The insurance industry, known as one of the oldest and most traditional industries for a young generation of workers, is under pressure to transform. Following the “great resignation”, insurance companies are faced with biggest talent challenges than they were experiencing before the COVID-19 pandemic.
You see, this manifested itself in the arm wrestling between bosses and employees around office work. In a post-pandemic environment, through insurance and many other industries, we continue to see workers moving away from traditional in-person jobs in hopes of securing work-from-home positions that lean toward a more flexible work environment.
This tussle was highlighted in the results uncovered in the survey of insurance talent and technology trends that my company Convr recently commissioned. The survey examined a statistically significant sample of insurance underwriting executives and confirmed that there is a growing talent pool demanding remote work opportunities in today’s insurance job market. The survey data also strongly suggests that if insurers improve their technology stack, they can attract more and better talent; and these workers would have a greater ability to work successfully from home.
This is the undeniable future of the insurance industry job market. This is forcing companies to increase their flexibility and modernize their processes to provide an increasing number of remote and hybrid work opportunities, because the appetite for these jobs will only grow from here. Workers see remote roles as bringing a glimmer of hope to what a balanced work life might look like; while underwriting executives say remote positions and work opportunities are the most common request made by new underwriting hires. Here’s what the current staffing situation looks like:
- 64% of underwriting managers say their team is currently understaffed
- 63% of underwriting managers aren’t sure they have the staff they need for growth
- 56% of underwriting managers say more than 20% of their job openings have been vacant for three months or more
Given the typical day in the life of a property and casualty insurer, it doesn’t take much imagination to figure out, with better technology solutions, how many common tasks can be done better, if not fully automated – keeping employees happy to work at home while improving productivity.
In fact, 78% of underwriting teams say better technology, in-house or outsourced, prevents employee attrition and could keep them on the job longer, and nearly 90% are certain that better technology helps attract young talent. Job satisfaction can only improve with remote work options, as some commercial and above property and casualty insurance managers believe remote underwriters are less likely to quit than incumbents.
Technology is clearly the direction of underwriting teams today, and almost 85% of executives already expect more underwriting work to be automated. A huge factor could be that most underwriting managers think manual data entry, essential to an underwriter’s job, is tedious. Each day, an underwriter typically analyzes insurance application information and other sources for sometimes many hours to gather the data needed to determine risk exposures, appropriate premiums, and coverage amounts.
Yet many underwriting teams have long lists of open jobs. The quantitative skills needed for underwriting are also in high demand in other sectors such as technology and artificial intelligence (AI), so insurers continue to struggle to attract and hire a diverse core of young talent. Additionally, a pool of younger talent expects a workplace with digital technology solutions and tools at their fingertips (something traditional insurers and reinsurers are not known for).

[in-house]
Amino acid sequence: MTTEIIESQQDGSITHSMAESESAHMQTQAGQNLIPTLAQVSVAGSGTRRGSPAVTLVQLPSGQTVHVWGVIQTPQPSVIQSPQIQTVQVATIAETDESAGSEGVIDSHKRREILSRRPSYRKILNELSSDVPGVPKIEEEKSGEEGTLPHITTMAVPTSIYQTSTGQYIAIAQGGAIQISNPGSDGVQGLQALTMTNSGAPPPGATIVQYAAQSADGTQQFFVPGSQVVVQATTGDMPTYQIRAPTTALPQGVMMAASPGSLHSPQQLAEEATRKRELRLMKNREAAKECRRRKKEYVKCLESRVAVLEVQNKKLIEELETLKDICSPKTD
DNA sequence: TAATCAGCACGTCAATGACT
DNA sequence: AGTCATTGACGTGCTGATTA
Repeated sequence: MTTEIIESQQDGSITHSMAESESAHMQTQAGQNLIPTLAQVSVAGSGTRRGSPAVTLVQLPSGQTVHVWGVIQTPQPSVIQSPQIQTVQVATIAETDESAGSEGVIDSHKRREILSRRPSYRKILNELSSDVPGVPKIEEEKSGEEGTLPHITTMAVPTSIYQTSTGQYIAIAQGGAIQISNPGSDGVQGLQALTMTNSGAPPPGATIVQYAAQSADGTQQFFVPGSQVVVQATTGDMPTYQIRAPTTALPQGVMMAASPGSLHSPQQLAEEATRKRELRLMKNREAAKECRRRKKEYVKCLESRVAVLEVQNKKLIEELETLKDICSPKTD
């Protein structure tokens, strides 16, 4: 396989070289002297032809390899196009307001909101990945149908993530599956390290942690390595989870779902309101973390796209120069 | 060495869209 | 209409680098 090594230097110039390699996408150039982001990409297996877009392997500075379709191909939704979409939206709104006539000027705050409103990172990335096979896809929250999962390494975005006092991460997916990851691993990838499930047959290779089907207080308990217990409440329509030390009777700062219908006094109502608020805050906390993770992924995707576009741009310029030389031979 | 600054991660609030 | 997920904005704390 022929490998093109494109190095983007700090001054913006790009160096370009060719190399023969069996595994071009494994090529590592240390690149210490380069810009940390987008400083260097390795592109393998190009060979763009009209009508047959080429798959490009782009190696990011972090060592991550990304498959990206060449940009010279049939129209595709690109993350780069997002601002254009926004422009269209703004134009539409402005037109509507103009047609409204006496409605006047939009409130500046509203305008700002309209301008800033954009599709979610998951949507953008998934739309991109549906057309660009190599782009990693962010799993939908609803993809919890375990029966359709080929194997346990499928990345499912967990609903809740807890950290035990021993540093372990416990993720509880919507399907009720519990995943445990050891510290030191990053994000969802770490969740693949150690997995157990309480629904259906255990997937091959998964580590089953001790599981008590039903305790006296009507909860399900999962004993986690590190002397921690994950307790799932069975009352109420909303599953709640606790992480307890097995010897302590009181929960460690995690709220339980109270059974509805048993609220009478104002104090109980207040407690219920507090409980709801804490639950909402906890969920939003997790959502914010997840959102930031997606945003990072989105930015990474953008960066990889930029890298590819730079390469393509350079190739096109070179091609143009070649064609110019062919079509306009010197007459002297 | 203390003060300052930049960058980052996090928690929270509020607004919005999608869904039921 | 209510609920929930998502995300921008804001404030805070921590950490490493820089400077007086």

It turns out that the industry does not fully meet the demand of the workers. Despite the figures above, only 10% of insurance managers say their team tries to attract underwriting talent by providing remote work opportunities. When insurers fail to meet workers’ job expectations, they can fall further behind, excluding talent and widening the gap between qualified applicants and vacancies.
Worse still, understaffing and unfilled positions add to the loss. Some 48% of underwriting managers say the lack of staff negatively affects their expense ratio. Nearly 44% of commercial P&C insurance executives also report that with some frequency, understaffing leads to inaccurate information to inform their quotes. There isn’t much optimism about hiring underwriting teams either, with just 39% of underwriting leaders very confident that they’ll hit their hiring quotas in 2023 – a terrifying number that will prevent a lot this year. One incentive to keep younger staff on the job — for a while, at least — is to recalibrate the dynamics of how teams operate and balance remote living.
To do this, they must recognize that true transformation requires more than new technologies. Insurers, producers and reinsurers need to start changing their organizational mindset and culture. This is the secret to true competitive advantage. If remote roles don’t fit your business, another great option is to embrace innovative digital solutions.
In 2023, insurance companies should be ready to transform their underwriting operations and talent management efforts if they want to stay competitive. Many more underwriting tasks could be automated. Remote work remains a big demand for new hires and potential talent. Recent data underscores that there is a critical gap between operational realities and the expectations of effective talent when it comes to technology and automation. Thus, technology remains the key to recruitment and retention.
John Stammen is CEO of Convr, revolutionizing the commercial underwriting process with cutting-edge AI and decision science. As a business leader, Stammen brings strong critical thinking, vision and strategic planning, and consistent value creation that creates repeat customer success.